Photoshops History Panel

Working with the History panel is a bit like Try-before-you-buy. You try something out, and if you don't like the result, you simply give it back. Photoshop has very sophisticated mechanisms for undoing things you have just done.

Photoshop notes the last n steps you have made, according to settings you make in the general Preferences. We usually select a value of 25. You can then undo (and, if you don't change any settings, redo) each of the last n steps sequentially. You can use the History panel not only to reset your work to an earlier state, but also to compare earlier versions of your image with the current state.

In order to return to a particular state, simply click on the appropriate state in the History panel or move the History state slider Q> to the appropriate point using your mouse.

In order to undo the last step, use |ctrl|/^]-|"z~]. You can then undo additional steps using (Mac: @-g-[z~), right back to the beginning of the current history log.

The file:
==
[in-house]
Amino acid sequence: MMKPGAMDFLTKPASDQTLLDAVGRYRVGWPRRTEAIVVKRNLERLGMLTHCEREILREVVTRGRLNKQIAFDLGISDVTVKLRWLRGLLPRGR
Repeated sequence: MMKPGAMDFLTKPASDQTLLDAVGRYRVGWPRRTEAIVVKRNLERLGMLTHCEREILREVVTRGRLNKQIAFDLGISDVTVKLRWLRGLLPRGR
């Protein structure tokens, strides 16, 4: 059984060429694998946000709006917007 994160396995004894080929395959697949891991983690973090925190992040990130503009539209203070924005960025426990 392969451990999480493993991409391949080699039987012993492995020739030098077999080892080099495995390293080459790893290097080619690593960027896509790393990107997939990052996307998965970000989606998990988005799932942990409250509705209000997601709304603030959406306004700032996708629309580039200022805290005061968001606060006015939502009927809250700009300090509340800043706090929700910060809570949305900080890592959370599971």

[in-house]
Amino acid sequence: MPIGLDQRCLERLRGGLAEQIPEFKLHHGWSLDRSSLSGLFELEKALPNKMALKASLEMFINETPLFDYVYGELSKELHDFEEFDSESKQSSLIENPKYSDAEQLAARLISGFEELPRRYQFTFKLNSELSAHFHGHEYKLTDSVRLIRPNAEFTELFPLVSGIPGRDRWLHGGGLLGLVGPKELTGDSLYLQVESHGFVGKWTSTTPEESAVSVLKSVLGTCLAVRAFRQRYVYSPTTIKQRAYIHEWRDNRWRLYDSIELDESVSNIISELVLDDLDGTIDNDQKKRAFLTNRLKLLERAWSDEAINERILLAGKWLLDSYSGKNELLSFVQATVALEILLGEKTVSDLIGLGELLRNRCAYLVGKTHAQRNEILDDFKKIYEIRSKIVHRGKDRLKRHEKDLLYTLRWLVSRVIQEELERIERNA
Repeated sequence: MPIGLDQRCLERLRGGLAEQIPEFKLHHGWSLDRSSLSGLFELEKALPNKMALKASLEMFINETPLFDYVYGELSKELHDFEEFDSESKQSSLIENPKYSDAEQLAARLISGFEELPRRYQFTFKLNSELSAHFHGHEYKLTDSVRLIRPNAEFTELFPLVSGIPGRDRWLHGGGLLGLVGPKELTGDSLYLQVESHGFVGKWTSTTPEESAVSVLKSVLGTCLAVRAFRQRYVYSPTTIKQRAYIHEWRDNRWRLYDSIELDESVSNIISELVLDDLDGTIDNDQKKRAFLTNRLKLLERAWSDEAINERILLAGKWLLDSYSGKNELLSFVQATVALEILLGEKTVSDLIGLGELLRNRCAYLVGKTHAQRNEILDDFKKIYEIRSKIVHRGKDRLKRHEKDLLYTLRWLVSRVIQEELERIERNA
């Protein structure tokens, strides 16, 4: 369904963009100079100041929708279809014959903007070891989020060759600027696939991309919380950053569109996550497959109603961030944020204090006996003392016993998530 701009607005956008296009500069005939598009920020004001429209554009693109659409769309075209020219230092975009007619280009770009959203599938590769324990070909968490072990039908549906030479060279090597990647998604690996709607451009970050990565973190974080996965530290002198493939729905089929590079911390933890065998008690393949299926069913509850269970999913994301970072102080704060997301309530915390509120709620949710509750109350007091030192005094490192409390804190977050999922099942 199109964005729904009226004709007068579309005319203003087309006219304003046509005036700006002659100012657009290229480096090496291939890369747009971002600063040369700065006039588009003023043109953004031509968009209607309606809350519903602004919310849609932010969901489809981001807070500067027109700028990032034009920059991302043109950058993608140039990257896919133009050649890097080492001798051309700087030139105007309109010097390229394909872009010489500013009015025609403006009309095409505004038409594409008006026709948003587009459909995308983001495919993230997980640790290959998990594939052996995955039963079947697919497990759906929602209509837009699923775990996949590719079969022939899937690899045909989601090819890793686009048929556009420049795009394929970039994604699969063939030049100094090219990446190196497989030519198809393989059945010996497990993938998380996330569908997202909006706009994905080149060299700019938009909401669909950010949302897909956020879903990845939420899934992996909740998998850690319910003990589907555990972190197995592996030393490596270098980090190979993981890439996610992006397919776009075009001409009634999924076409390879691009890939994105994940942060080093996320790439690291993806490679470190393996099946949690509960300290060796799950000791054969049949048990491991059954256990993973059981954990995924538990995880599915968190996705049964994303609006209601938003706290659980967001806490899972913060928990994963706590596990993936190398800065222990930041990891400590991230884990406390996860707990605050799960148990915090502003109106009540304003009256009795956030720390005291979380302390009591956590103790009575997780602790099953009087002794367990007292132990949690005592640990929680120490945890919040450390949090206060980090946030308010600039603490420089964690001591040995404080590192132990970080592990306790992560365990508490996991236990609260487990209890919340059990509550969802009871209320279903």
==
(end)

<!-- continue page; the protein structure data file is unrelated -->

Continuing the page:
You can select more than 25 History states, but they use additional memory and temporary disk space which can make Photoshop noticeably slower.

The History panel icons (al ^ % function as follows:

_I Save a new document for the current state

_1 Take new snapshot (see the next section)

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Figure 4-79: The History panel

Figure 4-79: The History panel

> You can set the detail level and save location for the History log in the general section and the number of states to note in the Performance section of the Photoshop Preferences dialog. There are more options available in the drop-down menu T= at the top of the History panel.

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